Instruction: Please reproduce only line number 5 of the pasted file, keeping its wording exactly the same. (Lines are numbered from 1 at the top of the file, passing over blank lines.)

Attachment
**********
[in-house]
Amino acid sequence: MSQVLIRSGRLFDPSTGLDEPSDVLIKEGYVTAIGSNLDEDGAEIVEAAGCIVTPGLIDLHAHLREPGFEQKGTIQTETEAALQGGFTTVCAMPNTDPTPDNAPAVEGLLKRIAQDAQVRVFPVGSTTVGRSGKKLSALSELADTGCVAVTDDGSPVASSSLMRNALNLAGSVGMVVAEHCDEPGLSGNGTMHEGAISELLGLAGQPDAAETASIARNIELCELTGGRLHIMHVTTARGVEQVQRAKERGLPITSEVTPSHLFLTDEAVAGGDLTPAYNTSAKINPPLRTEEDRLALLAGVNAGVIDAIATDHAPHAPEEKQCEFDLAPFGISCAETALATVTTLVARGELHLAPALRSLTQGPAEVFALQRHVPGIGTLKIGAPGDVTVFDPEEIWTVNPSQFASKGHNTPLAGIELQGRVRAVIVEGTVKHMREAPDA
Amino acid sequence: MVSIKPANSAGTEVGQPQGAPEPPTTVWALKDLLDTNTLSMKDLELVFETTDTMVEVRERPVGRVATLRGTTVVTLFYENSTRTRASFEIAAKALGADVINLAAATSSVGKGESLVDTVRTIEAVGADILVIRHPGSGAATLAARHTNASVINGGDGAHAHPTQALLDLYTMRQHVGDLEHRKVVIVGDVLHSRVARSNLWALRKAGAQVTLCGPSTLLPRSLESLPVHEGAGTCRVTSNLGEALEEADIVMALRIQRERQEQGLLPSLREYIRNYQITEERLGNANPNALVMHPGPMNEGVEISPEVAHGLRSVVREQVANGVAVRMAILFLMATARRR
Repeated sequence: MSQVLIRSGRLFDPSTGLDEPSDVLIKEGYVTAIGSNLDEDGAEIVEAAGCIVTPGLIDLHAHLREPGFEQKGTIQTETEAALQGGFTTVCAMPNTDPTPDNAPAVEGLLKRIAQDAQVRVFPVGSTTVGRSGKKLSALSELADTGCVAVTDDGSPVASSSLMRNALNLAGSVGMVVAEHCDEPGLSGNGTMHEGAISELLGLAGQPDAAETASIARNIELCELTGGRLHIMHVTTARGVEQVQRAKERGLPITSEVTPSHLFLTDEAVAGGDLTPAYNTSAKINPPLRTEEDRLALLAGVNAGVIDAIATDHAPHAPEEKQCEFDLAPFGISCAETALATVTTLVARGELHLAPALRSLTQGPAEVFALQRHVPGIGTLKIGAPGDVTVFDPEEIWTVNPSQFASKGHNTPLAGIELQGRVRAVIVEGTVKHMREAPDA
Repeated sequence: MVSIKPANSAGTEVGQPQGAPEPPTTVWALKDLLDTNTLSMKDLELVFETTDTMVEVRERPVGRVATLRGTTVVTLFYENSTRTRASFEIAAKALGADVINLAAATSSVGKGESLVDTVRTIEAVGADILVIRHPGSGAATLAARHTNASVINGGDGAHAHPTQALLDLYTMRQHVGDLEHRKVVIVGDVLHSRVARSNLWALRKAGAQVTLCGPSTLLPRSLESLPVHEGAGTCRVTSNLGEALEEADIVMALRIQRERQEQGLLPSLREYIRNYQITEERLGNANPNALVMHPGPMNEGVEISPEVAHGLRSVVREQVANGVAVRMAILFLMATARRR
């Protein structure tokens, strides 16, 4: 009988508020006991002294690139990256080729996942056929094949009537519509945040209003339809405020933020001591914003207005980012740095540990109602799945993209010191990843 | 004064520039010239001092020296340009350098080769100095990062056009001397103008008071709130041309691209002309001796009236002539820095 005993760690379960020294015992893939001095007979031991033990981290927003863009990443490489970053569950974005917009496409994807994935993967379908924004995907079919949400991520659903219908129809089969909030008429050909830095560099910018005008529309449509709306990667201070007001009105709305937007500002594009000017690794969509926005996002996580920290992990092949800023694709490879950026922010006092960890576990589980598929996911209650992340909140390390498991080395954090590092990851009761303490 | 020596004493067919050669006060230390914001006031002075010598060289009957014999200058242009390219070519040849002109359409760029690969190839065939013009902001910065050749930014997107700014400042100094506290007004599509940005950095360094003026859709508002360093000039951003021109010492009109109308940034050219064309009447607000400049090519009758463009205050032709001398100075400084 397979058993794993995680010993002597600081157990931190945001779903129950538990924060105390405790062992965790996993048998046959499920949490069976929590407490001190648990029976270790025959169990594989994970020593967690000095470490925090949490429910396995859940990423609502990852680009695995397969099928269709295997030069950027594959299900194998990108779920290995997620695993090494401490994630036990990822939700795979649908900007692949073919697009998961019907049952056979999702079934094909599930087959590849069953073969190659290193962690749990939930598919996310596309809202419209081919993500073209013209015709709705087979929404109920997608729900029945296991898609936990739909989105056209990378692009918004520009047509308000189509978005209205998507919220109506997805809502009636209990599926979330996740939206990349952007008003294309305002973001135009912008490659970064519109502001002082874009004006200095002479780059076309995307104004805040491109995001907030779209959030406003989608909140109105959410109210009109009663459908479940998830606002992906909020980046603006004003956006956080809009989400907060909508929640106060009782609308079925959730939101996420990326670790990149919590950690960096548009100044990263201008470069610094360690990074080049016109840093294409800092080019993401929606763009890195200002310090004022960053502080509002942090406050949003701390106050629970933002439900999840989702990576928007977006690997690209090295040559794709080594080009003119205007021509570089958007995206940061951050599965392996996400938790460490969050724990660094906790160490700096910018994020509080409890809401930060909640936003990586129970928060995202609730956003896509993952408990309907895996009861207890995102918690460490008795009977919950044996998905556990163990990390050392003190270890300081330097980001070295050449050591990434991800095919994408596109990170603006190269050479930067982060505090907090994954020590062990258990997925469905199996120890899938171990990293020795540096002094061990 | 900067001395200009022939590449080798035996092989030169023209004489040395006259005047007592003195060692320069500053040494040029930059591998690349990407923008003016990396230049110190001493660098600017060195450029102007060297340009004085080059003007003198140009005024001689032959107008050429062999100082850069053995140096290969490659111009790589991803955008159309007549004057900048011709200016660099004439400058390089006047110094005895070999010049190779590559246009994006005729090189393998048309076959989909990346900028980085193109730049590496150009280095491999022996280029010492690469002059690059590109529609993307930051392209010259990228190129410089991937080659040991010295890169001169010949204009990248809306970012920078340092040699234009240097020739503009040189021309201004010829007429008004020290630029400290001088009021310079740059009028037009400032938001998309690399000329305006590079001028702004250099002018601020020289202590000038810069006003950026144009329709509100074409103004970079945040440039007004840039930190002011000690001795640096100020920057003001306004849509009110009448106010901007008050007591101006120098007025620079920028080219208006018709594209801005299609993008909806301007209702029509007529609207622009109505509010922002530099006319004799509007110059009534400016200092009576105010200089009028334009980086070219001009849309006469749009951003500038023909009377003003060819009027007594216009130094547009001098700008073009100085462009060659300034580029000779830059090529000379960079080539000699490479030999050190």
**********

Repeated sequence: MVSIKPANSAGTEVGQPQGAPEPPTTVWALKDLLDTNTLSMKDLELVFETTDTMVEVRERPVGRVATLRGTTVVTLFYENSTRTRASFEIAAKALGADVINLAAATSSVGKGESLVDTVRTIEAVGADILVIRHPGSGAATLAARHTNASVINGGDGAHAHPTQALLDLYTMRQHVGDLEHRKVVIVGDVLHSRVARSNLWALRKAGAQVTLCGPSTLLPRSLESLPVHEGAGTCRVTSNLGEALEEADIVMALRIQRERQEQGLLPSLREYIRNYQITEERLGNANPNALVMHPGPMNEGVEISPEVAHGLRSVVREQVANGVAVRMAILFLMATARRR